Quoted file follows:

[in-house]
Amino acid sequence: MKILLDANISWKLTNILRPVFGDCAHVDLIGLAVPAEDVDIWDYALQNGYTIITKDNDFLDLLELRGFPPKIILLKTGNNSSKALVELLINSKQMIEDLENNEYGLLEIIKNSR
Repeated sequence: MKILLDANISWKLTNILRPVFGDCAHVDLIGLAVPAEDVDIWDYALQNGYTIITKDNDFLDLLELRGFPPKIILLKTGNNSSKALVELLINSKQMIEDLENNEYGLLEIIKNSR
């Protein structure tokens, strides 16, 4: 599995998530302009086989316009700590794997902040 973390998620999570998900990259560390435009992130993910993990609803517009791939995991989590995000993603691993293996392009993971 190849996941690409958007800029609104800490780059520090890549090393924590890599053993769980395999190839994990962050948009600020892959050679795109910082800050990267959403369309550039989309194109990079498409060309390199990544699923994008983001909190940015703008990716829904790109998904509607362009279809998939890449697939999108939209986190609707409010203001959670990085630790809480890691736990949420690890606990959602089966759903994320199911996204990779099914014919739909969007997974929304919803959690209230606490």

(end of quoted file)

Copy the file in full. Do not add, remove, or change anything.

[in-house]
Amino acid sequence: MKILLDANISWKLTNILRPVFGDCAHVDLIGLAVPAEDVDIWDYALQNGYTIITKDNDFLDLLELRGFPPKIILLKTGNNSSKALVELLINSKQMIEDLENNEYGLLEIIKNSR
Repeated sequence: MKILLDANISWKLTNILRPVFGDCAHVDLIGLAVPAEDVDIWDYALQNGYTIITKDNDFLDLLELRGFPPKIILLKTGNNSSKALVELLINSKQMIEDLENNEYGLLEIIKNSR
């Protein structure tokens, strides 16, 4: 599995998530302009086989316009700590794997902040 973390998620999570998900990259560390435009992130993910993990609803517009791939995991989590995000993603691993293996392009993971 190849996941690409958007800029609104800490780059520090890549090393924590890599053993769980395999190839994990962050948009600020892959050679795109910082800050990267959403369309550039989309194109990079498409060309390199990544699923994008983001909190940015703008990716829904790109998904509607362009279809998939890449697939999108939209986190609707409010203001959670990085630790809480890691736990949420690890606990959602089966759903994320199911996204990779099914014919739909969007997974929304919803959690209230606490």